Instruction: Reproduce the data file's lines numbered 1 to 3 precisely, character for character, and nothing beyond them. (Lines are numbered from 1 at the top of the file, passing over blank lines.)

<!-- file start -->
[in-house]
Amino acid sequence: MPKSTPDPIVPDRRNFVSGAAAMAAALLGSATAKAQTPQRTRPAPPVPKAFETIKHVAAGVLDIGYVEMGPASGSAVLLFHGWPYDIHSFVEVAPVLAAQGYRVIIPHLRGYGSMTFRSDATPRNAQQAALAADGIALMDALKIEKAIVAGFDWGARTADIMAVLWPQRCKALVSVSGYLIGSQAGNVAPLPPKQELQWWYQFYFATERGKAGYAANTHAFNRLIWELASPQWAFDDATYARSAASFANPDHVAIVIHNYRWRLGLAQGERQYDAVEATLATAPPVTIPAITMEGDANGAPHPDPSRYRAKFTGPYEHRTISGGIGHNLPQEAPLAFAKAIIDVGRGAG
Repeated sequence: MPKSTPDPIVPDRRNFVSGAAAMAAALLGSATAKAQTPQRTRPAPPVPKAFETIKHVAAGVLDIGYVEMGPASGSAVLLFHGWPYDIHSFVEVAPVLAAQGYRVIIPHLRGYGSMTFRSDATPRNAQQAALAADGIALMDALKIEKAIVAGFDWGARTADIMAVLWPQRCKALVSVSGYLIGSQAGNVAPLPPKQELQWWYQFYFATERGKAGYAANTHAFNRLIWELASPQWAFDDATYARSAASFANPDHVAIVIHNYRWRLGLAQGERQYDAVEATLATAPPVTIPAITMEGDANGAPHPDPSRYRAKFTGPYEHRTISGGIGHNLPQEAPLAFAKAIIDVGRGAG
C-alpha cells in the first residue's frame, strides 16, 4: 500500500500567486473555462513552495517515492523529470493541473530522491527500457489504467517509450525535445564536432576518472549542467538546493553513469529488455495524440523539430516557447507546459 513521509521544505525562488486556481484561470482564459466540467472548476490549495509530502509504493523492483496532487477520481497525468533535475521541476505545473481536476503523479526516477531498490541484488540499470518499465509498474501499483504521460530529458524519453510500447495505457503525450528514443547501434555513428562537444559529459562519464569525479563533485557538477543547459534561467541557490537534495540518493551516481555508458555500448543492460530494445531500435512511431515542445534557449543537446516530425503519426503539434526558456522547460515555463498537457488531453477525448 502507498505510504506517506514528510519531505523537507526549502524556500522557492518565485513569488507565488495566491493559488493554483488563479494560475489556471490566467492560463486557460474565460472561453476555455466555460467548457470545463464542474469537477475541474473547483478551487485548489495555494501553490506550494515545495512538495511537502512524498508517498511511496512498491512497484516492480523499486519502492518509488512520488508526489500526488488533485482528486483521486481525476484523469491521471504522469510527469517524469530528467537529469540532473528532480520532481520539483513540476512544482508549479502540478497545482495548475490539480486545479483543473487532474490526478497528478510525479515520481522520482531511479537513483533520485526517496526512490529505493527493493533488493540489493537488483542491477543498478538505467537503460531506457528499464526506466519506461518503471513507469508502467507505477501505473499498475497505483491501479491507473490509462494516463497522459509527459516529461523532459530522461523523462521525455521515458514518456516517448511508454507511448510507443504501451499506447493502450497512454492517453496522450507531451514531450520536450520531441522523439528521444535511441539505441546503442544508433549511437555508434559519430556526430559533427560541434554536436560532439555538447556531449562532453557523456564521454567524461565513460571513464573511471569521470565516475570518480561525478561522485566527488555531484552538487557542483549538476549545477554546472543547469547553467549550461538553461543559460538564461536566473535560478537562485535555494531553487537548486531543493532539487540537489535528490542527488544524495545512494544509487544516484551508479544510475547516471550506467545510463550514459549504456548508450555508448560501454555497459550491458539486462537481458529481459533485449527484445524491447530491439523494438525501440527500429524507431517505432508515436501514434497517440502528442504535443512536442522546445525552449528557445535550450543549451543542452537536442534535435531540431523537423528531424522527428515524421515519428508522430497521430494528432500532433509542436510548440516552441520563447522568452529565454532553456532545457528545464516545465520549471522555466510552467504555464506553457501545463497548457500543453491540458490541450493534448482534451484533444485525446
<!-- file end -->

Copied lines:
[in-house]
Amino acid sequence: MPKSTPDPIVPDRRNFVSGAAAMAAALLGSATAKAQTPQRTRPAPPVPKAFETIKHVAAGVLDIGYVEMGPASGSAVLLFHGWPYDIHSFVEVAPVLAAQGYRVIIPHLRGYGSMTFRSDATPRNAQQAALAADGIALMDALKIEKAIVAGFDWGARTADIMAVLWPQRCKALVSVSGYLIGSQAGNVAPLPPKQELQWWYQFYFATERGKAGYAANTHAFNRLIWELASPQWAFDDATYARSAASFANPDHVAIVIHNYRWRLGLAQGERQYDAVEATLATAPPVTIPAITMEGDANGAPHPDPSRYRAKFTGPYEHRTISGGIGHNLPQEAPLAFAKAIIDVGRGAG
Repeated sequence: MPKSTPDPIVPDRRNFVSGAAAMAAALLGSATAKAQTPQRTRPAPPVPKAFETIKHVAAGVLDIGYVEMGPASGSAVLLFHGWPYDIHSFVEVAPVLAAQGYRVIIPHLRGYGSMTFRSDATPRNAQQAALAADGIALMDALKIEKAIVAGFDWGARTADIMAVLWPQRCKALVSVSGYLIGSQAGNVAPLPPKQELQWWYQFYFATERGKAGYAANTHAFNRLIWELASPQWAFDDATYARSAASFANPDHVAIVIHNYRWRLGLAQGERQYDAVEATLATAPPVTIPAITMEGDANGAPHPDPSRYRAKFTGPYEHRTISGGIGHNLPQEAPLAFAKAIIDVGRGAG